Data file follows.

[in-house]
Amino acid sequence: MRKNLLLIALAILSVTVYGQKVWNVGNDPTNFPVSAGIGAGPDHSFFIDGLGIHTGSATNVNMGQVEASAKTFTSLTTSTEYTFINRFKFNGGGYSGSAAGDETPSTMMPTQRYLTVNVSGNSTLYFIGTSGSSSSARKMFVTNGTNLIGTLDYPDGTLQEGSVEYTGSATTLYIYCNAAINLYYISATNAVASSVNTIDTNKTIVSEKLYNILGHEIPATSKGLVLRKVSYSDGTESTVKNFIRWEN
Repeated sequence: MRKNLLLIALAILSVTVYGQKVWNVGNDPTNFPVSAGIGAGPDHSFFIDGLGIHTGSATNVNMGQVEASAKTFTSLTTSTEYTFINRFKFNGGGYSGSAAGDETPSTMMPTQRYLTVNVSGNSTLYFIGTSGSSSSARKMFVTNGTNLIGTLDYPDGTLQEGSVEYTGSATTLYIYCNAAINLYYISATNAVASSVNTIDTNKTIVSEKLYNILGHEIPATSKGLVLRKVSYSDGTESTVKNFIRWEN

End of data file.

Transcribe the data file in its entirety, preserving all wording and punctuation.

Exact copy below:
[in-house]
Amino acid sequence: MRKNLLLIALAILSVTVYGQKVWNVGNDPTNFPVSAGIGAGPDHSFFIDGLGIHTGSATNVNMGQVEASAKTFTSLTTSTEYTFINRFKFNGGGYSGSAAGDETPSTMMPTQRYLTVNVSGNSTLYFIGTSGSSSSARKMFVTNGTNLIGTLDYPDGTLQEGSVEYTGSATTLYIYCNAAINLYYISATNAVASSVNTIDTNKTIVSEKLYNILGHEIPATSKGLVLRKVSYSDGTESTVKNFIRWEN
Repeated sequence: MRKNLLLIALAILSVTVYGQKVWNVGNDPTNFPVSAGIGAGPDHSFFIDGLGIHTGSATNVNMGQVEASAKTFTSLTTSTEYTFINRFKFNGGGYSGSAAGDETPSTMMPTQRYLTVNVSGNSTLYFIGTSGSSSSARKMFVTNGTNLIGTLDYPDGTLQEGSVEYTGSATTLYIYCNAAINLYYISATNAVASSVNTIDTNKTIVSEKLYNILGHEIPATSKGLVLRKVSYSDGTESTVKNFIRWEN